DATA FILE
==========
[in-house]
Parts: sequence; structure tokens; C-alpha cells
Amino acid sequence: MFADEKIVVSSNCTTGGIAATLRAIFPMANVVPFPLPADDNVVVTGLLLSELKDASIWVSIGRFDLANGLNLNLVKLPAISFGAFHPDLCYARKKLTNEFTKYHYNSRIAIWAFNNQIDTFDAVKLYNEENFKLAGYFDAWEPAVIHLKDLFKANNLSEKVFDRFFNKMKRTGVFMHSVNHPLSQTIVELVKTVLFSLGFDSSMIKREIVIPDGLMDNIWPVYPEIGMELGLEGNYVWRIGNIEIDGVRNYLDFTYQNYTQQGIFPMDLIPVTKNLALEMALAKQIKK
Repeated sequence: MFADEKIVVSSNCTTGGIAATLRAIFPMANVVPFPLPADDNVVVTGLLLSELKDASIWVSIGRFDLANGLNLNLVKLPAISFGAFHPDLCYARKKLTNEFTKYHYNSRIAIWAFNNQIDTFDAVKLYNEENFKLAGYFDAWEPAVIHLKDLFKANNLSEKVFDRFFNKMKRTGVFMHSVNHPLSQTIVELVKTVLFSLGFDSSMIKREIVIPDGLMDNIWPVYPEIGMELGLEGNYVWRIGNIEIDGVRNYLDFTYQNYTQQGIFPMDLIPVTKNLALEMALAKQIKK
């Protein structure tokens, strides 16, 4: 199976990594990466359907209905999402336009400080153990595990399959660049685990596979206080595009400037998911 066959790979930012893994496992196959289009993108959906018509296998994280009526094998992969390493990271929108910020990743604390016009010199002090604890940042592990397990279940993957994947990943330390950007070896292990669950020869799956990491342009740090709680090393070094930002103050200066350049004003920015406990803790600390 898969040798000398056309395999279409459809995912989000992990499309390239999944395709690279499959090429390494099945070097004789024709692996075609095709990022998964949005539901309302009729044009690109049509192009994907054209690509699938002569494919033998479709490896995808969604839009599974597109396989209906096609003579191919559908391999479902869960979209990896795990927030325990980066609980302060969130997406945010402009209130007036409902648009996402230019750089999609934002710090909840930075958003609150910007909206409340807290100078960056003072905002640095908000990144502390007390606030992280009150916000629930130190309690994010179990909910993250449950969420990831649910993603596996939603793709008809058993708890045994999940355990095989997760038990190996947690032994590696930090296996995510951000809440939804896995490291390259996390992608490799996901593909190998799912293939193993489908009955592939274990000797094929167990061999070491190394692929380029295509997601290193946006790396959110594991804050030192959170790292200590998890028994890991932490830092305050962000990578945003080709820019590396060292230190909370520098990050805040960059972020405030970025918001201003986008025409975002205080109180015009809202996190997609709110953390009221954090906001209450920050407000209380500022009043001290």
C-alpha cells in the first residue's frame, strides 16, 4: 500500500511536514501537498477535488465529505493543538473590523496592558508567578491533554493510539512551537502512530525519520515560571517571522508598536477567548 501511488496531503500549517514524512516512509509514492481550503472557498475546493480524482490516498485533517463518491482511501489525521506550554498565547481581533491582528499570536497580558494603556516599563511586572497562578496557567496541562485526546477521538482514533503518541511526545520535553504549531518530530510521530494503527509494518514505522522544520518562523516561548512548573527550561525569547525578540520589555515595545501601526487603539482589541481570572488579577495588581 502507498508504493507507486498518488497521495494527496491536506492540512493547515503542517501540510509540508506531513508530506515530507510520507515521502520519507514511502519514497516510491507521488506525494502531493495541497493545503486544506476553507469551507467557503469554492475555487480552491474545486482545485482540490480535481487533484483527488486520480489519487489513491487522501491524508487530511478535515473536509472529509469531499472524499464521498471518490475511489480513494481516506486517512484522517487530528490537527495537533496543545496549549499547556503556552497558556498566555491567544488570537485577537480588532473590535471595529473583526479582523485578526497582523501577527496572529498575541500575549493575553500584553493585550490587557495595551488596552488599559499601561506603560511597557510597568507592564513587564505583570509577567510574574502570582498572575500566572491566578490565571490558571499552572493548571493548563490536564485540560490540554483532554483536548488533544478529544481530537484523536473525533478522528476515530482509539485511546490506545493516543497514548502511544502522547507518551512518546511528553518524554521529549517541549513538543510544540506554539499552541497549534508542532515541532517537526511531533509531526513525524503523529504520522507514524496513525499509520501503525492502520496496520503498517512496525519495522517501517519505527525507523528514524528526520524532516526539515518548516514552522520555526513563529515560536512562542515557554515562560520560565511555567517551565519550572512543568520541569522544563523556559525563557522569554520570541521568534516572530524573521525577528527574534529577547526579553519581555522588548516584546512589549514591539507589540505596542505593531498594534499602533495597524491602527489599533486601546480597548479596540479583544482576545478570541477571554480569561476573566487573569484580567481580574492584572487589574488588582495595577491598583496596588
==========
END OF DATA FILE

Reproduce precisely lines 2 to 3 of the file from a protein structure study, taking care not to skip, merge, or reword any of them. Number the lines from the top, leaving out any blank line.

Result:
Parts: sequence; structure tokens; C-alpha cells
Amino acid sequence: MFADEKIVVSSNCTTGGIAATLRAIFPMANVVPFPLPADDNVVVTGLLLSELKDASIWVSIGRFDLANGLNLNLVKLPAISFGAFHPDLCYARKKLTNEFTKYHYNSRIAIWAFNNQIDTFDAVKLYNEENFKLAGYFDAWEPAVIHLKDLFKANNLSEKVFDRFFNKMKRTGVFMHSVNHPLSQTIVELVKTVLFSLGFDSSMIKREIVIPDGLMDNIWPVYPEIGMELGLEGNYVWRIGNIEIDGVRNYLDFTYQNYTQQGIFPMDLIPVTKNLALEMALAKQIKK